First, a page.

BIG PINEY — Katie said “the stork didn’t bring her, Santa Claus did!”
It was December 25, 1928. Lucy Walker arrived to serve as mid-wife. Katie’s sisters, Beulah and May were dispatched to fetch Dr. Looney who was playing cards at the Farrell Bar, and in due time, Inez Finnegan gave birth to Kathleen Ann. She was born in their house (next to where Charlene Tracy lives now) at Big Piney.
Edward D. and Inez Thomas Daniels Finnegan had son Edward Jr. and three nearly grown children, Clifford, Beulah, and May, from her previous marriage to “Dutch” Daniels, who was killed in World War One. Edward and Katie grew up in Big Piney except for times when their parents worked on ranches.
One summer was spent living in a sheep wagon when they herded sheep for Fears.
The Finnegans were working at a Tie Camp and were going to be snowed in one winter. Edward and Katie were sent to Ed’s family in Mt. View for that school year.
The Finnegan’s started a dairy in Big Piney. Katie and Edward Jr. (Finn) delivered milk both morning and night.
There was a CCC camp near town at that time so the family was kept busy providing milk for everyone.
When they moved to the Corder Place west of Big Piney, they still had the dairy but delivered milk once a day. Then they bought the Harry Springman ranch about the time the kids were starting high school. They were still milking cows but gave that up when Edward joined the service and Katie couldn’t always make it through the snow to town to deliver milk and attend school.
Between her junior and senior year, Katie was an extra in the movie, “Bad Bascom” that was being filmed near Jackson. She became good friends with Carol Ann Beery, daughter of the actor Wallace Beery. Katie was invited to spend her senior year with Carol Ann and her father in California. Katie said it was more than a school education for her, it was a real education to live in the city and especially in Beverly Hills.
After graduation, she came back to Jackson with the Beerys who had a cabin on Jackson Lake.
She went back to California and intended to go to UCLA but was discouraged at the long lines to get registered and found a job in a bank instead. She drove in the city but didn’t have a license. Instead, she carried a letter from Wallace Beery saying it was okay for her to drive.
The next summer, Katie was hired at the Jackson State Bank in Jackson, Wyoming and worked there for the next four years. She met and married Wayne Bardin and she continued to work in the bank while they lived at Battle Mountain Lodge in the Hoback Basin.
Their daughter Pennie was born in Jackson not long before the family moved to Evanston where Wayne helped build, then managed a new Texaco station. Wayne was stationed at Fort Sill, Oklahoma in the National Guard at the time their son Bardy was born.
The Bardins moved back to Big Piney and Wayne helped build the compressor station southwest of town. They were living on the ranch with Katie’s parents at the Finnegan place when their son, Chris was born.
They moved to Provo, Utah when Chris was six weeks old. Katie starting working in the State Bank of Big Piney a few years later and continued to work there for twenty-seven years until retirement.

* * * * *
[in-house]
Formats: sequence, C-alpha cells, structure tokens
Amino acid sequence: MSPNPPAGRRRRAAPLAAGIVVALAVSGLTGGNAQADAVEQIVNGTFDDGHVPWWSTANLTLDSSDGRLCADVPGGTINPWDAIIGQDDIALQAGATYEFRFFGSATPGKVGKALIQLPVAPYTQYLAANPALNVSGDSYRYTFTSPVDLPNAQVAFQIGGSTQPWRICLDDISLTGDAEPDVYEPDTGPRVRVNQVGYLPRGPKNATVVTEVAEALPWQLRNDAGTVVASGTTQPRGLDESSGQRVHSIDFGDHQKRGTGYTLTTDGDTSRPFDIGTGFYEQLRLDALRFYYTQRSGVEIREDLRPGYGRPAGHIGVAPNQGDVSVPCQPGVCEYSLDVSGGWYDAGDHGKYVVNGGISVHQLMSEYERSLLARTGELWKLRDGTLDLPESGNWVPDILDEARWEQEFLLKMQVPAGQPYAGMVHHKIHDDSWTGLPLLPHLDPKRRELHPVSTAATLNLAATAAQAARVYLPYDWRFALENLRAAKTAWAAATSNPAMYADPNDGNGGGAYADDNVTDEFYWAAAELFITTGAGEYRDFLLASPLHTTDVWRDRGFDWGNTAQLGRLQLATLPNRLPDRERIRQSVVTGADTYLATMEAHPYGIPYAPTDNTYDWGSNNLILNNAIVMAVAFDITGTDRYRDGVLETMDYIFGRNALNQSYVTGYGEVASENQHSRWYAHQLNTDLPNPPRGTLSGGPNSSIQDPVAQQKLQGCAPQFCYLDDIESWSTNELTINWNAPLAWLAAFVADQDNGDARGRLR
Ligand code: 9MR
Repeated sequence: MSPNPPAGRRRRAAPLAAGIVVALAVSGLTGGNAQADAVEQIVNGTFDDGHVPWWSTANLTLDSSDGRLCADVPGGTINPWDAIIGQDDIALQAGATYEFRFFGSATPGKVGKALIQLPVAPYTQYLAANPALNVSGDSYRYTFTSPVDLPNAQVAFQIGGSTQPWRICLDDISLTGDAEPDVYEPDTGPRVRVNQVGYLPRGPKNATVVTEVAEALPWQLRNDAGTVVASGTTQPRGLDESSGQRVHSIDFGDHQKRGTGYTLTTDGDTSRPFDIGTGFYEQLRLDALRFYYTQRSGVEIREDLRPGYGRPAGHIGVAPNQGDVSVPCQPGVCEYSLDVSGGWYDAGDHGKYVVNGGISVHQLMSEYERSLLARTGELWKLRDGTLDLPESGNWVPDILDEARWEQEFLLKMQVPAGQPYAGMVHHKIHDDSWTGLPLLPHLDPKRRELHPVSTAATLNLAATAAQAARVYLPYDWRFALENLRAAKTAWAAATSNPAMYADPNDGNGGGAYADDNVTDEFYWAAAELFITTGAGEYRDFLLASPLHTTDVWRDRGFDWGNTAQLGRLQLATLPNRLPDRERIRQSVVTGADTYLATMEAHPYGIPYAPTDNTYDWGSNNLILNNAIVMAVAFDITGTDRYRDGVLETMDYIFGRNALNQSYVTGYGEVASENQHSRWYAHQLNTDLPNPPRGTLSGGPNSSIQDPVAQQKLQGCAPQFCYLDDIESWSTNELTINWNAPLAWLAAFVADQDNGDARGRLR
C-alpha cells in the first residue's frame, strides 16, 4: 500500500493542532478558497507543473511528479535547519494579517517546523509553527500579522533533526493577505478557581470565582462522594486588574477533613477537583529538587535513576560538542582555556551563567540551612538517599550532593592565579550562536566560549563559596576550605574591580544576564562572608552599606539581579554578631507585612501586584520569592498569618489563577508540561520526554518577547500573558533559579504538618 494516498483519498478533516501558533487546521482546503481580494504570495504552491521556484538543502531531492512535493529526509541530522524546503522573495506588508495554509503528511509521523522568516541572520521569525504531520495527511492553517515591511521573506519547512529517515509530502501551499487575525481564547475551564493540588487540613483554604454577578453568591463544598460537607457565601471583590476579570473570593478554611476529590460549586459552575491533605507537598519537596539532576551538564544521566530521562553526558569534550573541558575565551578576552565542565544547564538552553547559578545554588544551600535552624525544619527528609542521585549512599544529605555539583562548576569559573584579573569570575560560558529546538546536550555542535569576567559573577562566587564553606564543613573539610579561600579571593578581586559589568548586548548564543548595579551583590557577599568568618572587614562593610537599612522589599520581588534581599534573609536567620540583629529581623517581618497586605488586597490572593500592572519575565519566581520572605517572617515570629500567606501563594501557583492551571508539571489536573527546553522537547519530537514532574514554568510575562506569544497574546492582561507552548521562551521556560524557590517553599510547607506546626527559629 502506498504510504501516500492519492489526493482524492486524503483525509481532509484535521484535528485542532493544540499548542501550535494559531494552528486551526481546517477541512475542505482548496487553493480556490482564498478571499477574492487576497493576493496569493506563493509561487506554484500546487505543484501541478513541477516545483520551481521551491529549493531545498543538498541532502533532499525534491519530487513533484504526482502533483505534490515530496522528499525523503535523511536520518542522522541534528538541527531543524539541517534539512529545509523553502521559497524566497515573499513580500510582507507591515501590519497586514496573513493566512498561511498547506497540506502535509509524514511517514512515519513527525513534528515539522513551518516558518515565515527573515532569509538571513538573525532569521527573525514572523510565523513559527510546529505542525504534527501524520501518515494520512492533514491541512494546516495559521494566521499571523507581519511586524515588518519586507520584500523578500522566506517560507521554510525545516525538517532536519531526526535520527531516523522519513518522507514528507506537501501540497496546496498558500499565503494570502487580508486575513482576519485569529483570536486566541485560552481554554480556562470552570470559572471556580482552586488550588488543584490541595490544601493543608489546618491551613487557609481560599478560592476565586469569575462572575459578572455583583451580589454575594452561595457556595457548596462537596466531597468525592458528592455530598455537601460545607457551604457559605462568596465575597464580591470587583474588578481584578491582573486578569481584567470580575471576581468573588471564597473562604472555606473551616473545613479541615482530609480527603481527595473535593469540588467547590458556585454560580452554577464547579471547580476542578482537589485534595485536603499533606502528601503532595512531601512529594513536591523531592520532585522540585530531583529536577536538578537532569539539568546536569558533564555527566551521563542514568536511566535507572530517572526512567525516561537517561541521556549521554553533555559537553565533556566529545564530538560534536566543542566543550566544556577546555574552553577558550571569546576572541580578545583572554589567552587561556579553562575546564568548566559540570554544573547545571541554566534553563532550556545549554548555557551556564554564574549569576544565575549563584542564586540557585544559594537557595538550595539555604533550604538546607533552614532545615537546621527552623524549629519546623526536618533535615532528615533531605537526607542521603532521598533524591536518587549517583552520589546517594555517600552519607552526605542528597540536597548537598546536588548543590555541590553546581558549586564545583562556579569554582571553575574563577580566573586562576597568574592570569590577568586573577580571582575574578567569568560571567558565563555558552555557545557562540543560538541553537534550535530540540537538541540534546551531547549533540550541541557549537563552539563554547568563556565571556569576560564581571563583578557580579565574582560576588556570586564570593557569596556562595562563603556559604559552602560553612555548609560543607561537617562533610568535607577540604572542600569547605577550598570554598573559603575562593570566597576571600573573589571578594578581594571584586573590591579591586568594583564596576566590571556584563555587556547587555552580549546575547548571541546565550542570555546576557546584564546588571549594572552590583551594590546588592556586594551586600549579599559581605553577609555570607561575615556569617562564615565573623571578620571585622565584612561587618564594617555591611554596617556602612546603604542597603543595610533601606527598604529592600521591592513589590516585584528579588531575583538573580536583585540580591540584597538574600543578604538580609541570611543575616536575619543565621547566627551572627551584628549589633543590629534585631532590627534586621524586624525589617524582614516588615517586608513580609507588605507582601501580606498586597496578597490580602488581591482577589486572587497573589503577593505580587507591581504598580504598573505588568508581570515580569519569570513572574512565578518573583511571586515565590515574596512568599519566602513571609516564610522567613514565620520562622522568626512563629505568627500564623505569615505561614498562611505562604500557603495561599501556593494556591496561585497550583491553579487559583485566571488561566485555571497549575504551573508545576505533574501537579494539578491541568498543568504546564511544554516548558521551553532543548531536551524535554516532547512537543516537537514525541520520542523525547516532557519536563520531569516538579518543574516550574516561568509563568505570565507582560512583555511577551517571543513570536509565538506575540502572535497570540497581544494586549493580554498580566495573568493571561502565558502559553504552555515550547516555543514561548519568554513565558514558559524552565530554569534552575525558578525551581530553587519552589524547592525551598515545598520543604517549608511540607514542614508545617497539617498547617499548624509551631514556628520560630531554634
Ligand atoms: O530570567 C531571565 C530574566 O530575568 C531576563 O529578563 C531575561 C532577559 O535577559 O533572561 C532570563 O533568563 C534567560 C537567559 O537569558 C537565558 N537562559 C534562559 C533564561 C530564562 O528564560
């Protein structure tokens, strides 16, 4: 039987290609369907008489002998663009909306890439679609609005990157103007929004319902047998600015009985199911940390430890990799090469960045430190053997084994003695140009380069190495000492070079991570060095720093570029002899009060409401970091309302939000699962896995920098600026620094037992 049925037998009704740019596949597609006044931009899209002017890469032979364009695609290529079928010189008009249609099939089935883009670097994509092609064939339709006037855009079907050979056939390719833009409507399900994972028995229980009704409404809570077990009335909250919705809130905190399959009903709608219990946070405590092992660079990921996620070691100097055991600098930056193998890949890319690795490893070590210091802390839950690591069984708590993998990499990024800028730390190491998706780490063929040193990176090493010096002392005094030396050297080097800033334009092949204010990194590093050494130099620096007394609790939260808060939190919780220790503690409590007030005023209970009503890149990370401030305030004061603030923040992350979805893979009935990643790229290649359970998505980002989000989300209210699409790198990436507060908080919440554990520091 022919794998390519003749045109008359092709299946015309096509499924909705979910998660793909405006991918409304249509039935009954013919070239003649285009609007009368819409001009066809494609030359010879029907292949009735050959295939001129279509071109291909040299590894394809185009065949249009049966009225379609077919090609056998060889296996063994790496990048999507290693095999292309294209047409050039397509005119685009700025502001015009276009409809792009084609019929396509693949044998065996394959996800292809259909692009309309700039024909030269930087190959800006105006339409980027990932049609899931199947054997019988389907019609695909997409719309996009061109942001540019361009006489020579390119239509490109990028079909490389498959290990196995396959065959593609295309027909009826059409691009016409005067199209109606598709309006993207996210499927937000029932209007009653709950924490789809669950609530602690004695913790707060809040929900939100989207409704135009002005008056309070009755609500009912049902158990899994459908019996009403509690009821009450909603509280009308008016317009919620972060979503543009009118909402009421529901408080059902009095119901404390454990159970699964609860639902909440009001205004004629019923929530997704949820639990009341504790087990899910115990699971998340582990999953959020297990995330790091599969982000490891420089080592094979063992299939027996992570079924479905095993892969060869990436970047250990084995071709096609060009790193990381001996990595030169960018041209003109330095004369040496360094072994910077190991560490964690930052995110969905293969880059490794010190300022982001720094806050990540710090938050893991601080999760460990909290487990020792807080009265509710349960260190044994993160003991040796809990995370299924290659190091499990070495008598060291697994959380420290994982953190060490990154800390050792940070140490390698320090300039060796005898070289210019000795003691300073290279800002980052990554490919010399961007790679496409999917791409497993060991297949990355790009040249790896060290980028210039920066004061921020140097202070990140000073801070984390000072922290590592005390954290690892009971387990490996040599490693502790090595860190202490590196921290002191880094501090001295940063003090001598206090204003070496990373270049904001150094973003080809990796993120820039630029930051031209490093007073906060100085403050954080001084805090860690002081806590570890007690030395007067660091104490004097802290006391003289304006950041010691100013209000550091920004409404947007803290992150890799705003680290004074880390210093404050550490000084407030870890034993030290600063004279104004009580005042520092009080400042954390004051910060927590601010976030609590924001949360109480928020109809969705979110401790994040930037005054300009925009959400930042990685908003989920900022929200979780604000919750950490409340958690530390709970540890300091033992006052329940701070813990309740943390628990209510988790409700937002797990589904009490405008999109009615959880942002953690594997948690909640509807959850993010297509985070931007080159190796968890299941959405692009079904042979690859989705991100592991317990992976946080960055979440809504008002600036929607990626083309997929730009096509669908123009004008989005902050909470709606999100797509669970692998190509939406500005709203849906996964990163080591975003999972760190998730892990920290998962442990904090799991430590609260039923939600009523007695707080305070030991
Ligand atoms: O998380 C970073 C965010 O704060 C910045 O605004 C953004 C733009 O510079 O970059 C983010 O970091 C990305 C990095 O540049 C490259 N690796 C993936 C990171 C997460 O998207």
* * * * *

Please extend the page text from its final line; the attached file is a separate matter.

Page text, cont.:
Katie and Wayne were divorced. Later she married Joe King and after their divorce, she returned to Big Piney.
Katie had varied interests and many friends to share her interests. She was an active member of the Episcopal Church, served on the Museum Board, and was a member of Eastern Star. She was a guardian of Job’s Daughters, served on the School Board, and is a past member of the Senior Citizen’s Board. She was past president of the American Legion Auxiliary in Jackson and received her 75 years membership pin from there. Later, she became a member of the Big Piney American Legion Auxiliary. She has been a regular at the Senior Center on meal days and often takes part in the activities sponsored by the Senior Center.
Katie always felt that the best part of all her community service was the 34 years that she worked with Campfire girls. She began when Pennie was a Campfire girl.
She continued to spend a week in the mountains at summer camp when her granddaughters Taylor, Amy, and Katie were Campfire girls. She had fond memories of working with Madge Funk, Bonnie Weber, and Ruth Hendricks and all the people who helped with camp.
Katie used to do a lot of crafts but reading was her favorite pastime until macular degeneration limited her sight.
About that time, the gift of companionship between Chuck Porter and Katie King flourished. Their attention, care and support of each other was legend. They encouraged one another through medical hardships, as well as family joys and sadness. His passing left a great void.
Katie was then joined in companionship by dear friend and chauffeur, Helena Linn.
Katie is survived by a daughter, Pennie (Gary) Espeland of Laramie, Wyoming; son Chris (Jill Iverson) Bardin of Sandy, Utah. She also leaves grandchildren Taylor (Brandon) Leingang of Mandan, North Dakota; Jason (Aeron) Orr o Sandy, Utah; Anders (Robin) Espeland of Laramie; Katie (Dag) Espeland Eidem of Troudheim, Norway and Amy (Jeff) Smith of Evanston, Wyoming. She has seven great-grandchildren and loving nieces Rusty, Carolynn, and Marilynn and nephew Bobby.
Katie was preceded in death by her parents, Ed and Inez; siblings Clifford, Beulah, May, and brother Edward Jr.; son Bardy Bardin; grandsons Garrett, Matt, and Jess Bardin; nieces Carmen Preuit and Jeanne Shaffer; nephew Russell Daniels, and great friend Chuck Porter. Katie liked being at home where her roots grew deep and her family tree grew tall.
A memorial luncheon will be held Friday, January 19th at 12 noon at the Marbleton Senior Center.
If friends wish, memorial donations can be made to Southwest Sublette County Senior Center in Marbleton at PO Box 33, Big Piney, WY 83113.